A clinical trial of a new gene therapy for sickle cell disease that's shown promise has been halted after two participants were diagnosed with cancer.

Therapy developer Bluebird Bio said a patient who was treated five years ago developed myelodysplastic syndrome, a form of cancer that's often a precursor to leukemia, while another developed acute myeloid leukemia, The New York Times reported.

Though it isn't yet clear what caused the cancers, one possibility is that the disabled virus used to deliver the gene therapy damaged crucial DNA in blood-forming cells in the patients' bone marrows. That would be the worst-case scenario, said Dr. John Tisdale, head of the cellular and molecular therapeutics branch at the National Heart, Lung and Blood Institute.

But there is also the likelihood that both cancers were caused by a powerful drug, busulfan, which is used to clear bone marrow to make space for new cells modified by gene therapy. Busulfan is known to raise blood cancer risk, Tisdale noted.

Muddying the issue even further is the fact that people with sickle cell disease are known to have an increased risk of leukemia, even without treatment. Still, no one would expect two patients in a small trial to get the disease, the Times said.

The news is a disappointment for those who hoped a cure for sickle cell disease -- which mainly affects Black Americans -- was on the way.

"It feels like the sickle cell disease community just can never get a break," Dr. Melissa J. Frei-Jones, a researcher at the University of Texas School of Medicine in San Antonio, told theTimes.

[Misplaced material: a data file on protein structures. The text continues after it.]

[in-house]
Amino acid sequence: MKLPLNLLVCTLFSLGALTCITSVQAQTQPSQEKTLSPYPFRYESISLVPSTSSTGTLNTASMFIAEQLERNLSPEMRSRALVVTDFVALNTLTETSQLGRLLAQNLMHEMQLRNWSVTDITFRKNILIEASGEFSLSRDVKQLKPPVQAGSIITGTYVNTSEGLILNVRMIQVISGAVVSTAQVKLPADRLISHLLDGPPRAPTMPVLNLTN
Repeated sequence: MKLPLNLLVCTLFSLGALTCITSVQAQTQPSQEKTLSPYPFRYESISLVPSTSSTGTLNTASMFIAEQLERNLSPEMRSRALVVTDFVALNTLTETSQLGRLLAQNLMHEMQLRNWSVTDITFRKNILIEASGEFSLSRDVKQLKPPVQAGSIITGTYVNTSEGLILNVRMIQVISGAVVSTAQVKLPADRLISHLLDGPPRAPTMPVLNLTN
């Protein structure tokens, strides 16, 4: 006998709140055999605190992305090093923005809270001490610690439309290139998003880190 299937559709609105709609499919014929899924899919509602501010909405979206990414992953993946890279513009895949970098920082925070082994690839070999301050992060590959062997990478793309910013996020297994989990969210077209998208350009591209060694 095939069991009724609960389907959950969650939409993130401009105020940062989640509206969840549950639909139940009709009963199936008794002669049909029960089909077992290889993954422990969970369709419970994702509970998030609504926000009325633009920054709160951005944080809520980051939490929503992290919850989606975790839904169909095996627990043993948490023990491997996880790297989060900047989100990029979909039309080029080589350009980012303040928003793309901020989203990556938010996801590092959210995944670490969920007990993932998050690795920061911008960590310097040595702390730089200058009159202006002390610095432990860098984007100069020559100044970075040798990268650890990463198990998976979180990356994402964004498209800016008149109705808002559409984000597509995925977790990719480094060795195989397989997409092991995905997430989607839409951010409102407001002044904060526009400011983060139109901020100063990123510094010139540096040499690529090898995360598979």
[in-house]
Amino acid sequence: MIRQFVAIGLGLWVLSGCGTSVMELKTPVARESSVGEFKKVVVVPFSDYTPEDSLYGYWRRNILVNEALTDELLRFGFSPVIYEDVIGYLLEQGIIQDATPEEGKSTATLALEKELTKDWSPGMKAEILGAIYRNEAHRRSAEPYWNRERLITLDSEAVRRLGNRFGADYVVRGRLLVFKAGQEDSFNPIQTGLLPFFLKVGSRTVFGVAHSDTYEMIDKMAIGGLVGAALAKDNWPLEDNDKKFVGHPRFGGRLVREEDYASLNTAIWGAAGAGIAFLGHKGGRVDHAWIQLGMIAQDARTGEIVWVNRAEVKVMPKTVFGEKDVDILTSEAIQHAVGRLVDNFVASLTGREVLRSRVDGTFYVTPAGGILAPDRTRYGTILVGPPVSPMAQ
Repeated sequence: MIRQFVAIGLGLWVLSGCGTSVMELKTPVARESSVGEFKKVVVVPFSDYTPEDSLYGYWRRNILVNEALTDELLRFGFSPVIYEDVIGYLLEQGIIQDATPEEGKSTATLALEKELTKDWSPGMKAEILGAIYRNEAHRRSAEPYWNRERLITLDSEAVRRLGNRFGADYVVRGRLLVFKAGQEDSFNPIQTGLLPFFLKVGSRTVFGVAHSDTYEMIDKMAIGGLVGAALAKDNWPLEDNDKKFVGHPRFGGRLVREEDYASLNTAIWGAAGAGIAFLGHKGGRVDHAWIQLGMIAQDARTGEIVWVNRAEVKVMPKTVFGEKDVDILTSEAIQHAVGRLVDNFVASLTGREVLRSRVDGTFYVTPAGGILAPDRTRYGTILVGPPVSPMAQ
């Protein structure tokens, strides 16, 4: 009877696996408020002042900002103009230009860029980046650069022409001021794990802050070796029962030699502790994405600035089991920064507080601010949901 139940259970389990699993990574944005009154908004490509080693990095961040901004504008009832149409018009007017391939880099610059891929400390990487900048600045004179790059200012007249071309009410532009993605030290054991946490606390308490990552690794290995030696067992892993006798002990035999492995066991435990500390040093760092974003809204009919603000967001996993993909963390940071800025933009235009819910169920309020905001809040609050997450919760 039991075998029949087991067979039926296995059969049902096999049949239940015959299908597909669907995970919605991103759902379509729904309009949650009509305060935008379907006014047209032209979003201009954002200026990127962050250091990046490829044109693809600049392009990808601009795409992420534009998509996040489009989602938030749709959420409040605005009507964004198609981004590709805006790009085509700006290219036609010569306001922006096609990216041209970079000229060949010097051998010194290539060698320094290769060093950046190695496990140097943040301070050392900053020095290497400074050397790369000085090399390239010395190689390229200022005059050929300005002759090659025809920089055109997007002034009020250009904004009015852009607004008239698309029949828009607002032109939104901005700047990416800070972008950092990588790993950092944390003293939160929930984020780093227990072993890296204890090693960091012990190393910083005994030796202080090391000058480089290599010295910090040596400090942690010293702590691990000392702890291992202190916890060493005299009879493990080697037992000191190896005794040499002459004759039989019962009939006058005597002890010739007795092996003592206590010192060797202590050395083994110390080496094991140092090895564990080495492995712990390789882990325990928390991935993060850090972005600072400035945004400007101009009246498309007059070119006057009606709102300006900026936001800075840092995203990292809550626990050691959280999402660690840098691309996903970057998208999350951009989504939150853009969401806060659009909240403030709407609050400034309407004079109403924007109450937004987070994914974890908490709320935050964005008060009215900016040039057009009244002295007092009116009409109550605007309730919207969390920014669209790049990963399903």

"My other concern is that the Black community will lose faith or trust in research studies again after it has taken the medical community so long to even regain some degree of trust," she added.


COVID-19 Vaccines Adapted to Fight Variants Won't Require Long Clinical Trials: FDA

Long clinical trials won't be needed to prove the effectiveness of approved COVID-19 vaccines that have been adapted to protect against variants of the new coronavirus, the U.S. Food and Drug Administration said Monday.

Instead, vaccine developers will be asked to conduct small clinical trials such as those required for annual flu vaccines, The New York Times reported.

The recommendation was among a number of new documents released Monday by the FDA, including how antibody treatments and diagnostic tests might need to be altered to respond to coronavirus variants.

Experts are growing increasingly concerned about how the variants may hinder or reverse progress against the pandemic, the Times reported.

"The emergence of the virus variants raises new concerns about the performance of these products," acting FDA Commissioner Dr. Janet Woodcock said in a statement. "We want the American public to know that we are using every tool in our toolbox to fight this pandemic, including pivoting as the virus adapts."

Most makers of approved COVID-19 vaccines or candidate vaccines in late-stage trials have said they plan to adapt their vaccines to tackle variants, the Times reported. The Moderna and Pfizer vaccines use mRNA technology that the companies have said can be used to alter the existing vaccines within six weeks, although testing and manufacturing would take longer.

Moderna has begun developing a new version of its vaccine that could be used as a booster shot against a virus variant that originated in South Africa, known as B.1.351, which seems to weaken the effectiveness of the existing vaccines.